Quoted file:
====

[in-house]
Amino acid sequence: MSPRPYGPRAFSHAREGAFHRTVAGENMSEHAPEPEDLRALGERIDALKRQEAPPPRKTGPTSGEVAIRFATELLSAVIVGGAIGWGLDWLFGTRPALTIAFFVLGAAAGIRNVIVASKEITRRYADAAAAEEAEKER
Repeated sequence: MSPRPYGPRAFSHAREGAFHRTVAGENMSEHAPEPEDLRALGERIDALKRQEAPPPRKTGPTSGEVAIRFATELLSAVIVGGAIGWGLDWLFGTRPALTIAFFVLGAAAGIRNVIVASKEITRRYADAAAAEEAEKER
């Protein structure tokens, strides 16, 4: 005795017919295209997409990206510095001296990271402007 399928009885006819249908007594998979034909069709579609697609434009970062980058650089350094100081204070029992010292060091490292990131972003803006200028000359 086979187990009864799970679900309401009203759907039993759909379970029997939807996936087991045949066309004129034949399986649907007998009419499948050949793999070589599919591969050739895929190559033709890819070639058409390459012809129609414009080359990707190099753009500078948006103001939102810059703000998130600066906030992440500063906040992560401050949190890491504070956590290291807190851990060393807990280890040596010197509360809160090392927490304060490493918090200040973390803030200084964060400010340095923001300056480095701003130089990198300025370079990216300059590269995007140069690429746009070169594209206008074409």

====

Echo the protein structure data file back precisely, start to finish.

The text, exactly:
[in-house]
Amino acid sequence: MSPRPYGPRAFSHAREGAFHRTVAGENMSEHAPEPEDLRALGERIDALKRQEAPPPRKTGPTSGEVAIRFATELLSAVIVGGAIGWGLDWLFGTRPALTIAFFVLGAAAGIRNVIVASKEITRRYADAAAAEEAEKER
Repeated sequence: MSPRPYGPRAFSHAREGAFHRTVAGENMSEHAPEPEDLRALGERIDALKRQEAPPPRKTGPTSGEVAIRFATELLSAVIVGGAIGWGLDWLFGTRPALTIAFFVLGAAAGIRNVIVASKEITRRYADAAAAEEAEKER
């Protein structure tokens, strides 16, 4: 005795017919295209997409990206510095001296990271402007 399928009885006819249908007594998979034909069709579609697609434009970062980058650089350094100081204070029992010292060091490292990131972003803006200028000359 086979187990009864799970679900309401009203759907039993759909379970029997939807996936087991045949066309004129034949399986649907007998009419499948050949793999070589599919591969050739895929190559033709890819070639058409390459012809129609414009080359990707190099753009500078948006103001939102810059703000998130600066906030992440500063906040992560401050949190890491504070956590290291807190851990060393807990280890040596010197509360809160090392927490304060490493918090200040973390803030200084964060400010340095923001300056480095701003130089990198300025370079990216300059590269995007140069690429746009070169594209206008074409």